In the coming months, the St. Charles County Police Department Criminalistics Laboratory will add another resource to its toolkit in solving crimes in the area, specifically enhancing the reliability and validity of complex DNA samples.
A new DNA analysis software, called ArmedXpert™, will allow the Crime Lab to more efficiently and effectively identify DNA profiles that involve multiple contributors. While the Lab’s accredited DNA analysis staff can do this now, the software assesses the DNA components much faster and even more accurately than by human review. I talked with Crime Lab Director Bryan Hampton to understand what this means for our police department and for St. Charles County as a whole.
He told me the software conducts a deconvolution process; it takes information from complex DNA mixtures and parses it out to organize the sample into identifiable profiles at a much higher speed than we can currently. It allows us to extract more information from the data, and garner more usable profiles from complex samples that have multiple contributors, or subjects.
Bryan says this technology will play an important role in cases such as burglaries, stolen vehicles and even homicides.
When there is a mixture of DNA in a sample, Bryan said it is a tedious process to analyze and accurately glean a usable profile to identify which DNA belongs to which individual. The Crime Lab has the capability to do that already, but the complexity and length of time of the process is greatly reduced with this software—from hours down to minutes.
Why does this matter for a St. Charles County resident? This means our Crime Lab can process more forensic evidence, more efficiently. With a workload of more than 2,500 cases each year, there is no shortage of evidence to examine and analyze. Any link from evidence to existing data, or addition of new data, helps cut down the time it takes to charge and prosecute suspects, and fairly and expeditiously aid the judicial process.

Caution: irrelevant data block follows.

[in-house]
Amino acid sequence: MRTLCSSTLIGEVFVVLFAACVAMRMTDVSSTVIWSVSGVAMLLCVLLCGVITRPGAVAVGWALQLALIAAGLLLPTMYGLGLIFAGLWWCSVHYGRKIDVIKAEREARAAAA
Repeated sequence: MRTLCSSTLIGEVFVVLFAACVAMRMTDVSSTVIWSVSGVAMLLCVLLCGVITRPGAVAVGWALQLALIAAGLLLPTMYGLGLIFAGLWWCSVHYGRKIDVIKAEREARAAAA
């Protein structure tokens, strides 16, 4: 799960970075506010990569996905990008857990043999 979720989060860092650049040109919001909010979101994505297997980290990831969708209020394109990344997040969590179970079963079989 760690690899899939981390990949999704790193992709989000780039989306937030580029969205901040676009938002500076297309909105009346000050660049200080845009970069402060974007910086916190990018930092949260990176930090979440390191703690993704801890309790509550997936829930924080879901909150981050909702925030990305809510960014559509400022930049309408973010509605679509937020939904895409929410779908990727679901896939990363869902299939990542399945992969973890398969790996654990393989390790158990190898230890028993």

Regionally, DNA profiles, fingerprints and ballistic evidence uploaded by the department to investigative databases have provided links between cases. In 2022 alone, 162 DNA profiles uploaded by the Lab to the Combined DNA Index System (CODIS) database “hit” to prior offenders, arrestees, and crime scene samples from across the country. This valuable information has an impact on current cases, but also has helped solve cold cases, such as the 1993 kidnapping and murder of Angie Housman, the 1984 murder of Eleonora Knoernschild, and the 1990-1991 “package killer” murders of five women.
Bryan says this new software will potentially allow the Lab to upload more DNA profiles into CODIS that otherwise may not be eligible. With that, there could be more database hits and the department could make more contributions to solving crime regionally as well as nationally.
While we take pride in keeping our county safe, it’s no secret that crime has impacted our region, and criminals hold no regard for jurisdictional boundaries when committing a criminal act or attempting to flee. We should all be proud of the work of our Crime Lab and how valuable it is in assisting in fighting crime. It is accredited by the American National Standards Institute (ANSI) National Accreditation Board (ANAB) and has been continuously since 2007. The Lab is staffed by six full-time scientists, a part-time firearm examiner and a part-time evidence clerk with nearly 120 years of combined forensic science experience.